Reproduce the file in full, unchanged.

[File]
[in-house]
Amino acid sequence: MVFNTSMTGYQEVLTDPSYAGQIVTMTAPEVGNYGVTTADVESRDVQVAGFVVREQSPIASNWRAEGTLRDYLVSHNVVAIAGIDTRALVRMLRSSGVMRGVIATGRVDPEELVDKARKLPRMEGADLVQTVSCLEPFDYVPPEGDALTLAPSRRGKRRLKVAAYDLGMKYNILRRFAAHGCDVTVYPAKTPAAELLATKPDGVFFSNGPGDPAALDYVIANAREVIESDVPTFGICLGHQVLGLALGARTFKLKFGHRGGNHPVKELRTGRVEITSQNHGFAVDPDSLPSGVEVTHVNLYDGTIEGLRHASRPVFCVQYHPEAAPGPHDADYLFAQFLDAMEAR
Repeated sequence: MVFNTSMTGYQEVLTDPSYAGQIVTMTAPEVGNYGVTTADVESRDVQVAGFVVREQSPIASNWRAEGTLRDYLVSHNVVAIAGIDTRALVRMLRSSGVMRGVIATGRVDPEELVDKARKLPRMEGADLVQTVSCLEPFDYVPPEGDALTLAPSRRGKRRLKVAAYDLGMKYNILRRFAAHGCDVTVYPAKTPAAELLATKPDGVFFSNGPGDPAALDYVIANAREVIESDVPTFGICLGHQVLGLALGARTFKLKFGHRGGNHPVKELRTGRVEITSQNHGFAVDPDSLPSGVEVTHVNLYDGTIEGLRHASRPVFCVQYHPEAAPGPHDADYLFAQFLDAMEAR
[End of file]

[in-house]
Amino acid sequence: MVFNTSMTGYQEVLTDPSYAGQIVTMTAPEVGNYGVTTADVESRDVQVAGFVVREQSPIASNWRAEGTLRDYLVSHNVVAIAGIDTRALVRMLRSSGVMRGVIATGRVDPEELVDKARKLPRMEGADLVQTVSCLEPFDYVPPEGDALTLAPSRRGKRRLKVAAYDLGMKYNILRRFAAHGCDVTVYPAKTPAAELLATKPDGVFFSNGPGDPAALDYVIANAREVIESDVPTFGICLGHQVLGLALGARTFKLKFGHRGGNHPVKELRTGRVEITSQNHGFAVDPDSLPSGVEVTHVNLYDGTIEGLRHASRPVFCVQYHPEAAPGPHDADYLFAQFLDAMEAR
Repeated sequence: MVFNTSMTGYQEVLTDPSYAGQIVTMTAPEVGNYGVTTADVESRDVQVAGFVVREQSPIASNWRAEGTLRDYLVSHNVVAIAGIDTRALVRMLRSSGVMRGVIATGRVDPEELVDKARKLPRMEGADLVQTVSCLEPFDYVPPEGDALTLAPSRRGKRRLKVAAYDLGMKYNILRRFAAHGCDVTVYPAKTPAAELLATKPDGVFFSNGPGDPAALDYVIANAREVIESDVPTFGICLGHQVLGLALGARTFKLKFGHRGGNHPVKELRTGRVEITSQNHGFAVDPDSLPSGVEVTHVNLYDGTIEGLRHASRPVFCVQYHPEAAPGPHDADYLFAQFLDAMEAR